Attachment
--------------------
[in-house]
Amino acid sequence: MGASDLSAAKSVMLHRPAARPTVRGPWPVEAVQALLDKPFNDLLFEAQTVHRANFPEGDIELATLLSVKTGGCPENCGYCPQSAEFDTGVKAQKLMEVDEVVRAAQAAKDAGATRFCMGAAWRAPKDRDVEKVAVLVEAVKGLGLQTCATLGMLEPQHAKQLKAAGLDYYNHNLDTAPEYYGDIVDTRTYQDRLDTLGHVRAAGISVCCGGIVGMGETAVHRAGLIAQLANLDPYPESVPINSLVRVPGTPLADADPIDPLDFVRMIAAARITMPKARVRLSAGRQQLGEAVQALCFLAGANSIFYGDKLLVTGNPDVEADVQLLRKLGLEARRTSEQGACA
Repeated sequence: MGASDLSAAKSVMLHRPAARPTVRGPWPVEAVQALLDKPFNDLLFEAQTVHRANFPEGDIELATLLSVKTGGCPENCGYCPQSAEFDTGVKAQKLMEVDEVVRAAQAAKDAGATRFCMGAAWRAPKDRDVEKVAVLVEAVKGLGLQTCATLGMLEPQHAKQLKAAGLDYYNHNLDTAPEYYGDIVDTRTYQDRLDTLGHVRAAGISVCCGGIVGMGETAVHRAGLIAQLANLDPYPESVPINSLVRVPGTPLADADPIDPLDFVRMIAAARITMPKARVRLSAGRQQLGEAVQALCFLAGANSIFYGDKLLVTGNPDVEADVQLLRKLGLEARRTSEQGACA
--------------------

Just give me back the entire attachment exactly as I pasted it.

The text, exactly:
[in-house]
Amino acid sequence: MGASDLSAAKSVMLHRPAARPTVRGPWPVEAVQALLDKPFNDLLFEAQTVHRANFPEGDIELATLLSVKTGGCPENCGYCPQSAEFDTGVKAQKLMEVDEVVRAAQAAKDAGATRFCMGAAWRAPKDRDVEKVAVLVEAVKGLGLQTCATLGMLEPQHAKQLKAAGLDYYNHNLDTAPEYYGDIVDTRTYQDRLDTLGHVRAAGISVCCGGIVGMGETAVHRAGLIAQLANLDPYPESVPINSLVRVPGTPLADADPIDPLDFVRMIAAARITMPKARVRLSAGRQQLGEAVQALCFLAGANSIFYGDKLLVTGNPDVEADVQLLRKLGLEARRTSEQGACA
Repeated sequence: MGASDLSAAKSVMLHRPAARPTVRGPWPVEAVQALLDKPFNDLLFEAQTVHRANFPEGDIELATLLSVKTGGCPENCGYCPQSAEFDTGVKAQKLMEVDEVVRAAQAAKDAGATRFCMGAAWRAPKDRDVEKVAVLVEAVKGLGLQTCATLGMLEPQHAKQLKAAGLDYYNHNLDTAPEYYGDIVDTRTYQDRLDTLGHVRAAGISVCCGGIVGMGETAVHRAGLIAQLANLDPYPESVPINSLVRVPGTPLADADPIDPLDFVRMIAAARITMPKARVRLSAGRQQLGEAVQALCFLAGANSIFYGDKLLVTGNPDVEADVQLLRKLGLEARRTSEQGACA